My students are seated on the carpet for science and writing block. The expectations for my lesson are for them to write independently, for them to use capitals, spaces and periods and to sound out their words to write. It is important for me to let go of my constant chatter and let them write on their own to see if they understand what I have been teaching them. Doing the drawing first built up such an intense focus on their papers that they were excited to write. It is important to follow the CCSS and model the writing process, model the use of capitals, spaces and periods and to teach the phonemic segmentation so they can sound out the words to write. All these little skills layer on top of each other to create a complete writing product. I will engage my students by talking about playing in the snow.
"Over the weekend my family went up to play in the snow. How many of you have been to the snow? Wow, all of you have? Is snow hot or cold? Yes, it is very cold. My gloves always get wet and my hands get so cold. What are some of the things you can do in the snow? Of course, throw snowballs. Good one! Oh, you lay down and move your arms and legs, that's how you make a snow angel. Snow Angels are so pretty. Build a house? What do they call a house made out of snow? An igloo! Right. Another thing you can do with snow is to make a snowman. Are you too small to make a snowman? No, you are not! You are just the right size. If your snowman is really big you might need help to put the head on. I want to read a story to you about a little girl named Nell. The big people in her family always told her that she was too small to do anything. You will never guess what she could do even though she was small. Let's read the story and find out."
I show them the cover and they guess right away what little Nell could do even though she was small. The book is titled; The Biggest Best Snowman. As I read the book we stop and discuss the way the big people are talking to her.
"They are not very nice. And they are loud. They won't let her do anything. They say she is too small. She looks so sad. Do you think she is too small?"
"Then her friends helped her feel better. What do they help her do? Yes, they are making a snowman. Do you think it will be a teeny tiny one? Let's read and find out. "
"Wow, it is the biggest best snowman ever!"
"What does her family think about her now that she made the snowman? Yes, the mom says she is small, but she can do things."
"Yay! What a fun and happy ending to the story."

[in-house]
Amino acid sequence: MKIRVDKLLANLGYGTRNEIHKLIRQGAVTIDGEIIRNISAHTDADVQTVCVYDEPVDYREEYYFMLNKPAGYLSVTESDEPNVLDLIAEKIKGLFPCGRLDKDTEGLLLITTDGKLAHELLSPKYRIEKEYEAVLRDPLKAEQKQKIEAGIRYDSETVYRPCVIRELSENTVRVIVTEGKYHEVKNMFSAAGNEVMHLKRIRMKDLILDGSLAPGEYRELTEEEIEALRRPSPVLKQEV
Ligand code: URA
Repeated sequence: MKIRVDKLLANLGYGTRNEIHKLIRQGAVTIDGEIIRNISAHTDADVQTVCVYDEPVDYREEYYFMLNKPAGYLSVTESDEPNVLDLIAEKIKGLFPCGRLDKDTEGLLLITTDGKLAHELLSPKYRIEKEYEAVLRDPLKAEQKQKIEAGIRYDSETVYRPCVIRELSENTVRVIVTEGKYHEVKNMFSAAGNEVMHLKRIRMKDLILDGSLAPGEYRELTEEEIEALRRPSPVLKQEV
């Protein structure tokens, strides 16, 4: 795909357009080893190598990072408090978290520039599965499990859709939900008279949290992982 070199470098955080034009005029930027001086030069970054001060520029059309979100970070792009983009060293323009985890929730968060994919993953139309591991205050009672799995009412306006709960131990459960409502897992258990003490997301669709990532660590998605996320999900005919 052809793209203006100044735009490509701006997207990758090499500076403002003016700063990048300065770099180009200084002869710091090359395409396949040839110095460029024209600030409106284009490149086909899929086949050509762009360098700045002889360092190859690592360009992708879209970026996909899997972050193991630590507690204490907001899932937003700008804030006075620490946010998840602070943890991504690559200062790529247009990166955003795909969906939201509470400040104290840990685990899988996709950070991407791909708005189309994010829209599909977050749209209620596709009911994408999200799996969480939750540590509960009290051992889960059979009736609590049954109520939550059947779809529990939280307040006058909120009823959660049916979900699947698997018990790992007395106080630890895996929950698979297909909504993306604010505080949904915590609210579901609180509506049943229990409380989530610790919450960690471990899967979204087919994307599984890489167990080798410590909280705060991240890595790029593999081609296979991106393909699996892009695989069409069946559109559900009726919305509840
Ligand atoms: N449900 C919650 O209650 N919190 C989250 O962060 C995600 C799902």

"My snowman was not that big. Wow, Nell's snowman was the biggest best snowman ever!"
Today we are going to do things backwards. We are going to draw our snowman first and then we will write our sentence. I am going to show you a video where this man teaches us how to draw a snowman. Before we watch the video I need you to go to your tables. I already have your papers on your table with a basket of pencils. Do not touch the paper or the pencils. We will watch the video and then draw what the man tells us to draw.
I set up the video on the Smart Board. All you see is the man's arms as he draws. He has one of his children on the left that is older and can draw really well and he has a younger child on the other side that is still struggling with fine motor skills. This video shows that anyone can draw a snowman. I set the curser on the stop icon and we listen to the first part, the snow. I stop the video and tell them to draw their snow. I walk around and help a couple of students erase or get new paper because they had already drawn a snowman. Oops, they weren't listening. When everyone had the snow drawn, I told them to put their pencils down. I played the video until the largest ball had been drawn. I stopped the video and told them to pick up their pencils and draw the middle snowball. When you are done, put your pencil down.
We went through this process until the eyes, carrots, arms, scarf and hat were drawn. Put your pencils down.
"The video is over, and you have all drawn the biggest best snowman. That was so much fun to draw a snowman by following the man's directions. Now I want you to write a sentence about your snowman. What could you say about a snowman? Someone said, 'My snowman is big'. Oh, I like that. What else could we say? 'My snowman is little.' 'My snowman is happy.' 'My snowman is cute." These are great sentences. I am going to model a few sentences on the board. When I write a sentence, what do I put at the beginning? A 'capital', that's right. what do I put in between the words? Spaces! What goes at the end to tell everyone that you are done? A period. Great. Your job is to write a sentence all by yourself. You all know how to sound out your words to write so try as best you can. I will walk around,and will help you."
I have class helpers to pass out the papers to every table. I dismiss my students by row color so there is not a traffic jam at the cubbies when they get their pencil boxes.
When everyone is finished, we gather on the carpet to read our sentences and show off our pictures. I call up one row at a time to stand in front of the class to orally read their sentences. I found my students are more confident and willing to read when they are surrounded by their peers. It is important for my students to have multiple opportunities to listen, speak, read and write. Everyone is given the opportunity to read. We applaud and cheer after each reading.
I love to use videos to introduce my topic or to review my lesson. Videos are a fun way to review content concepts and vocabulary. I show videos at the end of the day when my students are packed up and ready for dismissal. Here is the video of the story being read.